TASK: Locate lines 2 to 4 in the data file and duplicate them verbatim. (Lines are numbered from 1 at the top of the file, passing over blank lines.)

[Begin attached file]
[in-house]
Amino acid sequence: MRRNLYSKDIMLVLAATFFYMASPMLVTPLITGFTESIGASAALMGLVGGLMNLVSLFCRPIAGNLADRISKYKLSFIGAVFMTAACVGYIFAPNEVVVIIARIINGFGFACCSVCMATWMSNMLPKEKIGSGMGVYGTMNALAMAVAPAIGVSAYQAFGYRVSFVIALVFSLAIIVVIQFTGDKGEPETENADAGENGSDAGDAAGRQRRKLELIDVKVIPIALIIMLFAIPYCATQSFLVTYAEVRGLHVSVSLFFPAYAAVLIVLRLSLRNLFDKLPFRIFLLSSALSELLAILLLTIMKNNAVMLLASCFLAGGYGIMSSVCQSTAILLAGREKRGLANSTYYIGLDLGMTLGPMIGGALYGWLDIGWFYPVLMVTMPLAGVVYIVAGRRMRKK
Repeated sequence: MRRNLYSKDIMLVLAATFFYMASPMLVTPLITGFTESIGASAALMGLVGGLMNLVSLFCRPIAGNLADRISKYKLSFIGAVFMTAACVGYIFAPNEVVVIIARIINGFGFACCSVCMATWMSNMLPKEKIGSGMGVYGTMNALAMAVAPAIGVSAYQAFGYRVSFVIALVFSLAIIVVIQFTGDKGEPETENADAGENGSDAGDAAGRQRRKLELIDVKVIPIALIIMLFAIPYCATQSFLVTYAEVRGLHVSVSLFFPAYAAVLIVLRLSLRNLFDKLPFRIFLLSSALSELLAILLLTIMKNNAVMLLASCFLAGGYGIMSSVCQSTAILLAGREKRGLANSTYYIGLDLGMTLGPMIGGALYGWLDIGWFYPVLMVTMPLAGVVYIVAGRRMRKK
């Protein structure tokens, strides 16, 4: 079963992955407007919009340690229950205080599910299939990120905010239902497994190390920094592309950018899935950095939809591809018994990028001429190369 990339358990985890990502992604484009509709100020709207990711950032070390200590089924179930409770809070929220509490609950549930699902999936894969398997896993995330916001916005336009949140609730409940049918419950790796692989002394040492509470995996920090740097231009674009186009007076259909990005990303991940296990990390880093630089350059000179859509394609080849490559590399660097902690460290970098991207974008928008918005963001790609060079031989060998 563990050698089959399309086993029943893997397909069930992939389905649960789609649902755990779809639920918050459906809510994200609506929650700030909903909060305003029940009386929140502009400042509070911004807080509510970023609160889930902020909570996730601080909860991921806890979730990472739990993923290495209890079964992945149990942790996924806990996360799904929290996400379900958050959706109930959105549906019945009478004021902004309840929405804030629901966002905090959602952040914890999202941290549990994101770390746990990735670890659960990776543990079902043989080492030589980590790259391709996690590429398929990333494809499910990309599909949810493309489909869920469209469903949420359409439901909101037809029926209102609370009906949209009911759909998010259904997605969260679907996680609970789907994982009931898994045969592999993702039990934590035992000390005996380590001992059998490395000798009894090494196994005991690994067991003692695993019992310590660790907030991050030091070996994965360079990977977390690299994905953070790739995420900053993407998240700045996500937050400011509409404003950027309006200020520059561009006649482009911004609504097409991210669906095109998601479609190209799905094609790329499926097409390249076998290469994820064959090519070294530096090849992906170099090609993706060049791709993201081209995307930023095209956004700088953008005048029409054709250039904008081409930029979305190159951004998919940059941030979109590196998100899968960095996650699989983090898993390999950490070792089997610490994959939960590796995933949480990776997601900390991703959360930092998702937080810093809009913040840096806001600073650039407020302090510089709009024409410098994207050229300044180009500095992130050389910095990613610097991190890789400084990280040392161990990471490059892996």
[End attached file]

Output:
Amino acid sequence: MRRNLYSKDIMLVLAATFFYMASPMLVTPLITGFTESIGASAALMGLVGGLMNLVSLFCRPIAGNLADRISKYKLSFIGAVFMTAACVGYIFAPNEVVVIIARIINGFGFACCSVCMATWMSNMLPKEKIGSGMGVYGTMNALAMAVAPAIGVSAYQAFGYRVSFVIALVFSLAIIVVIQFTGDKGEPETENADAGENGSDAGDAAGRQRRKLELIDVKVIPIALIIMLFAIPYCATQSFLVTYAEVRGLHVSVSLFFPAYAAVLIVLRLSLRNLFDKLPFRIFLLSSALSELLAILLLTIMKNNAVMLLASCFLAGGYGIMSSVCQSTAILLAGREKRGLANSTYYIGLDLGMTLGPMIGGALYGWLDIGWFYPVLMVTMPLAGVVYIVAGRRMRKK
Repeated sequence: MRRNLYSKDIMLVLAATFFYMASPMLVTPLITGFTESIGASAALMGLVGGLMNLVSLFCRPIAGNLADRISKYKLSFIGAVFMTAACVGYIFAPNEVVVIIARIINGFGFACCSVCMATWMSNMLPKEKIGSGMGVYGTMNALAMAVAPAIGVSAYQAFGYRVSFVIALVFSLAIIVVIQFTGDKGEPETENADAGENGSDAGDAAGRQRRKLELIDVKVIPIALIIMLFAIPYCATQSFLVTYAEVRGLHVSVSLFFPAYAAVLIVLRLSLRNLFDKLPFRIFLLSSALSELLAILLLTIMKNNAVMLLASCFLAGGYGIMSSVCQSTAILLAGREKRGLANSTYYIGLDLGMTLGPMIGGALYGWLDIGWFYPVLMVTMPLAGVVYIVAGRRMRKK
């Protein structure tokens, strides 16, 4: 079963992955407007919009340690229950205080599910299939990120905010239902497994190390920094592309950018899935950095939809591809018994990028001429190369 990339358990985890990502992604484009509709100020709207990711950032070390200590089924179930409770809070929220509490609950549930699902999936894969398997896993995330916001916005336009949140609730409940049918419950790796692989002394040492509470995996920090740097231009674009186009007076259909990005990303991940296990990390880093630089350059000179859509394609080849490559590399660097902690460290970098991207974008928008918005963001790609060079031989060998 563990050698089959399309086993029943893997397909069930992939389905649960789609649902755990779809639920918050459906809510994200609506929650700030909903909060305003029940009386929140502009400042509070911004807080509510970023609160889930902020909570996730601080909860991921806890979730990472739990993923290495209890079964992945149990942790996924806990996360799904929290996400379900958050959706109930959105549906019945009478004021902004309840929405804030629901966002905090959602952040914890999202941290549990994101770390746990990735670890659960990776543990079902043989080492030589980590790259391709996690590429398929990333494809499910990309599909949810493309489909869920469209469903949420359409439901909101037809029926209102609370009906949209009911759909998010259904997605969260679907996680609970789907994982009931898994045969592999993702039990934590035992000390005996380590001992059998490395000798009894090494196994005991690994067991003692695993019992310590660790907030991050030091070996994965360079990977977390690299994905953070790739995420900053993407998240700045996500937050400011509409404003950027309006200020520059561009006649482009911004609504097409991210669906095109998601479609190209799905094609790329499926097409390249076998290469994820064959090519070294530096090849992906170099090609993706060049791709993201081209995307930023095209956004700088953008005048029409054709250039904008081409930029979305190159951004998919940059941030979109590196998100899968960095996650699989983090898993390999950490070792089997610490994959939960590796995933949480990776997601900390991703959360930092998702937080810093809009913040840096806001600073650039407020302090510089709009024409410098994207050229300044180009500095992130050389910095990613610097991190890789400084990280040392161990990471490059892996």